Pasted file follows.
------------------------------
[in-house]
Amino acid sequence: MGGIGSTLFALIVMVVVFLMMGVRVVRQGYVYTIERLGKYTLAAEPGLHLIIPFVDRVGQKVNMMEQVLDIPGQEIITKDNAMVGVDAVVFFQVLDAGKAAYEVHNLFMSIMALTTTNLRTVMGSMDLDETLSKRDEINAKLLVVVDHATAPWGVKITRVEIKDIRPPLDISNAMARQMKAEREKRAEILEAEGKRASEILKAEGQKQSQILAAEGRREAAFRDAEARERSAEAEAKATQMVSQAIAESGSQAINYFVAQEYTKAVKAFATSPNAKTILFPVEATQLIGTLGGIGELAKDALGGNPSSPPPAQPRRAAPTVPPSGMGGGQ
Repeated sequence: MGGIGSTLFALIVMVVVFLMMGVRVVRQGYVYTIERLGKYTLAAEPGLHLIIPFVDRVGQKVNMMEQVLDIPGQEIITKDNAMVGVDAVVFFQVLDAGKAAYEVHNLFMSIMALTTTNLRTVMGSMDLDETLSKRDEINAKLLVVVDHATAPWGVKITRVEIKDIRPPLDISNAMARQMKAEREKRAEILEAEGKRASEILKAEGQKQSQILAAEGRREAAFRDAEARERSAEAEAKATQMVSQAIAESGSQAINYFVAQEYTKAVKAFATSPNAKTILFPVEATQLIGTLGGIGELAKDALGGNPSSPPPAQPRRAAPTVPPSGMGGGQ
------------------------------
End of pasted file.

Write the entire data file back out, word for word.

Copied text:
[in-house]
Amino acid sequence: MGGIGSTLFALIVMVVVFLMMGVRVVRQGYVYTIERLGKYTLAAEPGLHLIIPFVDRVGQKVNMMEQVLDIPGQEIITKDNAMVGVDAVVFFQVLDAGKAAYEVHNLFMSIMALTTTNLRTVMGSMDLDETLSKRDEINAKLLVVVDHATAPWGVKITRVEIKDIRPPLDISNAMARQMKAEREKRAEILEAEGKRASEILKAEGQKQSQILAAEGRREAAFRDAEARERSAEAEAKATQMVSQAIAESGSQAINYFVAQEYTKAVKAFATSPNAKTILFPVEATQLIGTLGGIGELAKDALGGNPSSPPPAQPRRAAPTVPPSGMGGGQ
Repeated sequence: MGGIGSTLFALIVMVVVFLMMGVRVVRQGYVYTIERLGKYTLAAEPGLHLIIPFVDRVGQKVNMMEQVLDIPGQEIITKDNAMVGVDAVVFFQVLDAGKAAYEVHNLFMSIMALTTTNLRTVMGSMDLDETLSKRDEINAKLLVVVDHATAPWGVKITRVEIKDIRPPLDISNAMARQMKAEREKRAEILEAEGKRASEILKAEGQKQSQILAAEGRREAAFRDAEARERSAEAEAKATQMVSQAIAESGSQAINYFVAQEYTKAVKAFATSPNAKTILFPVEATQLIGTLGGIGELAKDALGGNPSSPPPAQPRRAAPTVPPSGMGGGQ